Advertisement
YOU ARE HERE: LAT HomeCollectionsSmokehouse
IN THE NEWS

Smokehouse

FEATURED ARTICLES
TRAVEL
July 23, 2000
Recently I spent a few days in Northumberland and heartily endorse everything Nancy J. Baird wrote about this part of northeastern England ("Rambles in Castle Country," July 16). I strongly recommend Northumberland to anyone who likes to get away from the more usual tourist areas. However, I am sorry that Baird did not mention one gastronomic delight prepared in the seaside village of Craster: kippers. The odor emanating from the smokehouse will long remain in my memory, as will my enjoyment of the pair of buttered kippers that I had for breakfast the next morning.
ARTICLES BY DATE
NEWS
October 16, 2013 | By Catharine M. Hamm, Los Angeles Times Travel editor
Think of the castle depicted in “Downton Abbey” and your mind immediately springs to … barbecue? Yes, if you're a barbecue aficionado, but only for a little longer. Ever since “ Downton Abbey ” began seducing U.S. viewers with its mix of the travails of British aristocracy and the troubles of the working class, Highclere Castle , in the lush green hills of Berkshire county, has been a draw. The series is shot partly in the 200-room castle and has proved such a tourist draw that it's practically impossible to get tickets to tour the house.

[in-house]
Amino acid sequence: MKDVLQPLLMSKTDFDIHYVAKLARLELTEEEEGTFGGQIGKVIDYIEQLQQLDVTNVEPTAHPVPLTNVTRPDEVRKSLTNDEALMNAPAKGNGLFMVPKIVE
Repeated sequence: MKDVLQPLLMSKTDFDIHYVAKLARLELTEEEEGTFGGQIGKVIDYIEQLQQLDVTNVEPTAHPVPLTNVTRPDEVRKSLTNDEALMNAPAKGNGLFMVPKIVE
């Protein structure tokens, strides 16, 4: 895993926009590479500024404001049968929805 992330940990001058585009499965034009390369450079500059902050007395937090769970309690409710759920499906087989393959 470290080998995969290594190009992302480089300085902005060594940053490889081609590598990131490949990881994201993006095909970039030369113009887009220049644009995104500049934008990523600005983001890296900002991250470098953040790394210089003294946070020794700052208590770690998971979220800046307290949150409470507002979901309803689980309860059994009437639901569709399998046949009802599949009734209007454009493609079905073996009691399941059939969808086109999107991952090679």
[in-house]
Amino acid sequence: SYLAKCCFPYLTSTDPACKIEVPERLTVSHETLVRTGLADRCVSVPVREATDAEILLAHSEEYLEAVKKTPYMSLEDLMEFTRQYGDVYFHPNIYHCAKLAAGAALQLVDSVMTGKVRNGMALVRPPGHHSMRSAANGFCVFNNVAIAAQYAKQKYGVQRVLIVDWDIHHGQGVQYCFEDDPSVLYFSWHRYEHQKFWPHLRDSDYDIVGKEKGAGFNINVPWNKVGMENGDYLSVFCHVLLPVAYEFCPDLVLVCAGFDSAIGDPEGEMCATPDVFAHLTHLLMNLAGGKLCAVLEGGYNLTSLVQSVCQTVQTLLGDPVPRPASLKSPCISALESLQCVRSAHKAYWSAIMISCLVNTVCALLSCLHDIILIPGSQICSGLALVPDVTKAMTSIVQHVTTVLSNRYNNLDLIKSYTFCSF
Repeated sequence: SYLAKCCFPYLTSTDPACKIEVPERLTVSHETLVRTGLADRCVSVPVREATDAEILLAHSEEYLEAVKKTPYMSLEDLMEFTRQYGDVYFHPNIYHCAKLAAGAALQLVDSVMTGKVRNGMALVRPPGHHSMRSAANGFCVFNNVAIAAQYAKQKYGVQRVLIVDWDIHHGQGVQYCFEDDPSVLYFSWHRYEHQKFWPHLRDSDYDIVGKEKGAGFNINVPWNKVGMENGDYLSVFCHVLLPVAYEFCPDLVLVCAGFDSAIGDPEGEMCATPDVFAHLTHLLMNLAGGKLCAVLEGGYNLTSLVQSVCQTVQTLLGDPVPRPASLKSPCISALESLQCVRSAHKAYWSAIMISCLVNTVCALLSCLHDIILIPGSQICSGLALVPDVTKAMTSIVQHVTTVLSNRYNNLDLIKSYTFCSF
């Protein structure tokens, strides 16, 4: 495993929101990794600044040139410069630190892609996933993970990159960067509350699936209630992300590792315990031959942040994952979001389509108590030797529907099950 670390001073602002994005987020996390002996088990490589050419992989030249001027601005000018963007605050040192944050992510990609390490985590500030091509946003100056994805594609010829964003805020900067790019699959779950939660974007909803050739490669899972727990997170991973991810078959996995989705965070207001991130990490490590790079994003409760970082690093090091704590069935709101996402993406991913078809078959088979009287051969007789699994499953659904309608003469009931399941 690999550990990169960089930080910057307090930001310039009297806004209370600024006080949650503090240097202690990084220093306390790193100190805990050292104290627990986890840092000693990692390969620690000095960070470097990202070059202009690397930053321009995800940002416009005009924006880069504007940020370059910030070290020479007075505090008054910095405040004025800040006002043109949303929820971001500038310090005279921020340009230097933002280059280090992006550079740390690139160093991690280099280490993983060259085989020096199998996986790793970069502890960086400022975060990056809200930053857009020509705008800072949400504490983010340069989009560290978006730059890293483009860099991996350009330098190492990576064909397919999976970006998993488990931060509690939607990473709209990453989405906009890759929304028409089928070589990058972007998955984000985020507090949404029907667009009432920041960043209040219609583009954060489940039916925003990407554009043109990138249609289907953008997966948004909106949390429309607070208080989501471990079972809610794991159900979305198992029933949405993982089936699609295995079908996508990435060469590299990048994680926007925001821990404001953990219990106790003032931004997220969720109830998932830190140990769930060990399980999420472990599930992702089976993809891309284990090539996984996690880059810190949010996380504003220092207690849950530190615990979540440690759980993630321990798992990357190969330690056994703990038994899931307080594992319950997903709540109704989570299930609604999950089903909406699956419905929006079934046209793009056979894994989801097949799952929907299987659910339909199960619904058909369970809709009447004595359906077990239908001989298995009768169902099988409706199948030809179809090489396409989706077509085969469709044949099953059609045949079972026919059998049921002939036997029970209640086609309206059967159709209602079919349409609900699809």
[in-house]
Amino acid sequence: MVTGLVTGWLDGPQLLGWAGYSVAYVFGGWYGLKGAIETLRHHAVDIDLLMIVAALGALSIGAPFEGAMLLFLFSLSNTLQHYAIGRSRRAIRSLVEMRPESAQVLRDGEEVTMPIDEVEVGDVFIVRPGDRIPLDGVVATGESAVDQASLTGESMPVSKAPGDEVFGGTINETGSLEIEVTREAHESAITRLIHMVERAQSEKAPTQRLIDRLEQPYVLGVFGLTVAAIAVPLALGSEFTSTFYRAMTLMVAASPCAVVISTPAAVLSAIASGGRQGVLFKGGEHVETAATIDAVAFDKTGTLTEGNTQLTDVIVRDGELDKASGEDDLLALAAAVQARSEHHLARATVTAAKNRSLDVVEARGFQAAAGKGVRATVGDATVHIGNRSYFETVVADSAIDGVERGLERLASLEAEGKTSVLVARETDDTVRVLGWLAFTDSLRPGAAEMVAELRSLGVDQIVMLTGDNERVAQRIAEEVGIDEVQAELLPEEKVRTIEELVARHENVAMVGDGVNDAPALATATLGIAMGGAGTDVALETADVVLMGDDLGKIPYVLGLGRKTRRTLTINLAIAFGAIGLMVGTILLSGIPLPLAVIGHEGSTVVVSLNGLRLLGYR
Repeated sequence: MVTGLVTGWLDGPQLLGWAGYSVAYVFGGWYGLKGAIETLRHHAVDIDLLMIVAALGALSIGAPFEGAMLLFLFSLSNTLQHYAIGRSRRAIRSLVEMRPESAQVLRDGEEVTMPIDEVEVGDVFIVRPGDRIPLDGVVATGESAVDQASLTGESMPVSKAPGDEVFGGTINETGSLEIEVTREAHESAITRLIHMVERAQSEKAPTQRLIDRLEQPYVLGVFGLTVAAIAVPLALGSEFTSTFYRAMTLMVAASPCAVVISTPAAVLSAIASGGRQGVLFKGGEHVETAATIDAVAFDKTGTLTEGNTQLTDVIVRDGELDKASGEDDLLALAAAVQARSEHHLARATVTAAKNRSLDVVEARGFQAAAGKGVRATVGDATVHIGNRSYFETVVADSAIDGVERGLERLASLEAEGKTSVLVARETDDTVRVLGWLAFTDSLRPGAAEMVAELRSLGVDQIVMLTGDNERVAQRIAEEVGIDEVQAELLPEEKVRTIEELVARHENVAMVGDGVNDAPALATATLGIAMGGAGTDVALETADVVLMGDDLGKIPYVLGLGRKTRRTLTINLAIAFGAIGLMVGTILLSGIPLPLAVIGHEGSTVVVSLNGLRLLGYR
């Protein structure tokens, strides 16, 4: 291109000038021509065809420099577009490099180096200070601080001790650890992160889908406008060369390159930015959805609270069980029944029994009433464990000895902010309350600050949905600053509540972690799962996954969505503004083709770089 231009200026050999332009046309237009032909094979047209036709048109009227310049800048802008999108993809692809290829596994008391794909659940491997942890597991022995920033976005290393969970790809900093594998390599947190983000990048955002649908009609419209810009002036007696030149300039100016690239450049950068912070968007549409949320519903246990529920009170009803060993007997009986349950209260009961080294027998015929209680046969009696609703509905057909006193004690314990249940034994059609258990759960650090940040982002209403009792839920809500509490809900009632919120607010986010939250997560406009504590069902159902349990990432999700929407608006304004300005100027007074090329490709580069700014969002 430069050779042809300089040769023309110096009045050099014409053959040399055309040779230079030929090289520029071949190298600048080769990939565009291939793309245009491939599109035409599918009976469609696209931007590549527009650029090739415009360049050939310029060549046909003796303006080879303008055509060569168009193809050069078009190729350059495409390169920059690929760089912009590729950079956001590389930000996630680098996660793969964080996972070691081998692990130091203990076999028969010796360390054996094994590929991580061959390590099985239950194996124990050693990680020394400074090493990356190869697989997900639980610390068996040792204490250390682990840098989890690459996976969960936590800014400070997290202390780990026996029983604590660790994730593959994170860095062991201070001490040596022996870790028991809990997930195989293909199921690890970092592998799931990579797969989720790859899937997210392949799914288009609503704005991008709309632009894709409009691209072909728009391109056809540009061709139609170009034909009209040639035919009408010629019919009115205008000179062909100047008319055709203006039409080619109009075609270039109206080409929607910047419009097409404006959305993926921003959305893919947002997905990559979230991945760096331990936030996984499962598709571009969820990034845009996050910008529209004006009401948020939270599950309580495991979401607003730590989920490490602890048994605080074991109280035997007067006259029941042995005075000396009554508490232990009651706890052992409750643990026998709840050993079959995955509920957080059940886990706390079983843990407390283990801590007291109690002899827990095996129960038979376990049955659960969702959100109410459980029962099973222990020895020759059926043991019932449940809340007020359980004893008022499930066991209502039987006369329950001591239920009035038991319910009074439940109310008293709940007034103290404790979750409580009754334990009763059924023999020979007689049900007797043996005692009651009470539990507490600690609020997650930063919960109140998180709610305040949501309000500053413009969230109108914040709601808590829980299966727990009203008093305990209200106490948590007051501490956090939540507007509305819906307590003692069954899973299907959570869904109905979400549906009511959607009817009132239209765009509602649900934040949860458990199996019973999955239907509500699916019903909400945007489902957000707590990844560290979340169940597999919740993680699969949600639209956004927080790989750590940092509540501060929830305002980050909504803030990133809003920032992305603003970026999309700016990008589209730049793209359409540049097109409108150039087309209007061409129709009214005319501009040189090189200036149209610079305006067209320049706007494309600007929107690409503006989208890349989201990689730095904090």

Advertisement
FOOD
July 2, 2008
And there's always a country ham PINK, smoky, deeply flavorful ham -- a few slices sandwiched in a biscuit make for summer-in-the-sun picnic deliciousness. Of course, we're talking ham of the dry-cured country variety -- cured, dried, aged, then smoked (not soaked in brine). It's salty, pungent stuff, best enjoyed when sliced thinly (say, three-sixteenths-inch to one-fourth-inch thick). A whole country ham traditionally comes uncooked, wrapped in a muslin sack and looking like something from an archaeological dig (it's covered in surface mold that has to be removed)
ENTERTAINMENT
February 10, 2011 | By Steven Zeitchik, Los Angeles Times